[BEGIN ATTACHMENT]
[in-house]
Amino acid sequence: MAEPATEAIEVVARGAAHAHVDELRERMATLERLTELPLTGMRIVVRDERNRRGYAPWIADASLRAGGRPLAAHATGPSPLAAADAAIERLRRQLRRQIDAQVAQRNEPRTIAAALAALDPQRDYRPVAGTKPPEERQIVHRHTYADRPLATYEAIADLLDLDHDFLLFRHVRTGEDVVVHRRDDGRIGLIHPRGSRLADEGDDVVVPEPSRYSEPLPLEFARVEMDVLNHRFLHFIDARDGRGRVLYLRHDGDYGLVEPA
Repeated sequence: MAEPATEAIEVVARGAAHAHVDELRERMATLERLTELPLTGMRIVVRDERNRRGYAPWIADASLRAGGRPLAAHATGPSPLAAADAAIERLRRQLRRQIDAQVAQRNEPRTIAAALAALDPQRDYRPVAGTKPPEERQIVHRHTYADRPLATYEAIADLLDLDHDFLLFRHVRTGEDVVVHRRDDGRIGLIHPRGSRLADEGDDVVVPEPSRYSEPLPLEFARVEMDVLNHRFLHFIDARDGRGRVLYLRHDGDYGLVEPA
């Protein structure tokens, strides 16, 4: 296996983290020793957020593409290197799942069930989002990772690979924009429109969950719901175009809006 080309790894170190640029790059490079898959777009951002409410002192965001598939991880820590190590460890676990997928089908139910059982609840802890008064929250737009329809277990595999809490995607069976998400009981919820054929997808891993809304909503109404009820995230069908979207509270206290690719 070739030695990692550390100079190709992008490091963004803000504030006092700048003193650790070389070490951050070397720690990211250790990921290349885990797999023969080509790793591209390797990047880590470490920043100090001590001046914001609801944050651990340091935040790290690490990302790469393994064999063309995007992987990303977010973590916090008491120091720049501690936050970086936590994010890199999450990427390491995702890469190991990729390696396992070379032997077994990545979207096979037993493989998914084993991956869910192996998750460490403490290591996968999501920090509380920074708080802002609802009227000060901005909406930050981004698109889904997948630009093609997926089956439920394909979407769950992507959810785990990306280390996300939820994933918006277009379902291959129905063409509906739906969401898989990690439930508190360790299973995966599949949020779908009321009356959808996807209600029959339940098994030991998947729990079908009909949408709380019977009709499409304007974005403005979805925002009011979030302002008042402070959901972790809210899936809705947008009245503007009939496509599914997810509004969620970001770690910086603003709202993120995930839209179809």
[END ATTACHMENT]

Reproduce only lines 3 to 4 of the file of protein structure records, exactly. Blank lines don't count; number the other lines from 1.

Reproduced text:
Repeated sequence: MAEPATEAIEVVARGAAHAHVDELRERMATLERLTELPLTGMRIVVRDERNRRGYAPWIADASLRAGGRPLAAHATGPSPLAAADAAIERLRRQLRRQIDAQVAQRNEPRTIAAALAALDPQRDYRPVAGTKPPEERQIVHRHTYADRPLATYEAIADLLDLDHDFLLFRHVRTGEDVVVHRRDDGRIGLIHPRGSRLADEGDDVVVPEPSRYSEPLPLEFARVEMDVLNHRFLHFIDARDGRGRVLYLRHDGDYGLVEPA
């Protein structure tokens, strides 16, 4: 296996983290020793957020593409290197799942069930989002990772690979924009429109969950719901175009809006 080309790894170190640029790059490079898959777009951002409410002192965001598939991880820590190590460890676990997928089908139910059982609840802890008064929250737009329809277990595999809490995607069976998400009981919820054929997808891993809304909503109404009820995230069908979207509270206290690719 070739030695990692550390100079190709992008490091963004803000504030006092700048003193650790070389070490951050070397720690990211250790990921290349885990797999023969080509790793591209390797990047880590470490920043100090001590001046914001609801944050651990340091935040790290690490990302790469393994064999063309995007992987990303977010973590916090008491120091720049501690936050970086936590994010890199999450990427390491995702890469190991990729390696396992070379032997077994990545979207096979037993493989998914084993991956869910192996998750460490403490290591996968999501920090509380920074708080802002609802009227000060901005909406930050981004698109889904997948630009093609997926089956439920394909979407769950992507959810785990990306280390996300939820994933918006277009379902291959129905063409509906739906969401898989990690439930508190360790299973995966599949949020779908009321009356959808996807209600029959339940098994030991998947729990079908009909949408709380019977009709499409304007974005403005979805925002009011979030302002008042402070959901972790809210899936809705947008009245503007009939496509599914997810509004969620970001770690910086603003709202993120995930839209179809």